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Omar Khadr's bail ruling expected this morning

05/07/2015 05:00 EDT | Updated 05/06/2016 05:59 EDT
Omar Khadr is expected to be back in court this morning to learn whether he will be freed on bail while he appeals his convictions in the United States for war crimes.

Court of Queen's Bench Justice June Ross granted Khadr bail last month, but the federal government appealed that decision.

Alberta Court of Appeal Justice Myra Bielby heard arguments on Tuesday from Khadr's lawyers and from a federal prosecutor seeking an emergency stay of the lower court ruling.

Bielby is expected to make her decision today on whether to grant that stay or to release Khadr.

Bail conditions were set during a separate hearing on Tuesday.

If he is granted bail, Khadr would have to continue counselling and would live with his lawyer, Dennis Edney, under a curfew from 10 p.m. to 7 a.m.

Interaction with his family could only be made by telephone or video conference, and the conversations would have to be in English, and be supervised. Any face-to-face visits with his family could only happen with prior written approval from a supervisor.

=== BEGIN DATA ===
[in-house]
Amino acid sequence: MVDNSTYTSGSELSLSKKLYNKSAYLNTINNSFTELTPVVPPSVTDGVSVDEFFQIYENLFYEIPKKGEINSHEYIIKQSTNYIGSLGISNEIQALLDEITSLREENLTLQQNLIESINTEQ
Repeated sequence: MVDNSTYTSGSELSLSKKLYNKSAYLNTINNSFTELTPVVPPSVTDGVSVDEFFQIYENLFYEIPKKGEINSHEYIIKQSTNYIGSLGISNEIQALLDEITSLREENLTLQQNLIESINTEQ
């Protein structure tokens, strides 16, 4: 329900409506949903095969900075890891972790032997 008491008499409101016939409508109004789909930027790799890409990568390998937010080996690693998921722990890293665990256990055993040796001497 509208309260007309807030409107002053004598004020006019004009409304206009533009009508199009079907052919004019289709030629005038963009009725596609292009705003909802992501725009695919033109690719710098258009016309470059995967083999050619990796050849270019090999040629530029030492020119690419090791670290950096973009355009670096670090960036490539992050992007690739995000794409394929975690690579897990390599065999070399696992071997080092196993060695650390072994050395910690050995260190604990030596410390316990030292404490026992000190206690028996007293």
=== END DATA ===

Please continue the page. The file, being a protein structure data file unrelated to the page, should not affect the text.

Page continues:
Khadr would be prohibited from any communication with members of a terrorist group. He could not apply for a passport, and his internet access would be limited and monitored.

A psychological assessment written last month found Khadr presented a "low-moderate" risk to commit future violent crimes — as long as he stays away from "individuals or organizations involved in extremist or terrorist activities."

Entered as evidence at Khadr's bail hearing, the assessment portrays the 28-year-old as a good prisoner who stayed out of trouble during almost 13 years of incarceration. The report said he followed his "correctional plan," and accepts what he did.

"It is unlikely that Mr. Khadr will engage in generally violent behaviour (e.g. robbery, bar fights, etc.)," a prison psychologist at Bowden Institution wrote in a report dated April 9.

Born in Toronto, Khadr was 15 when he was captured by American soldiers in Afghanistan in July 2002. He spent nearly 10 years in a U.S. military prison in Guantanamo Bay, Cuba.

In 2010, he pleaded guilty to five war crimes, including the murder of an American special forces soldier, before a U.S. military commission. He has insisted he only pleaded guilty to those crimes to get out of Guantanamo Bay.

Khadr was transferred in September 2012 to the Millhaven Institution, a maximum-security prison, in Bath, Ont. He was later transferred to Alberta, where he has been held in a minimum-security unit at Bowden Institution near Innisfail.

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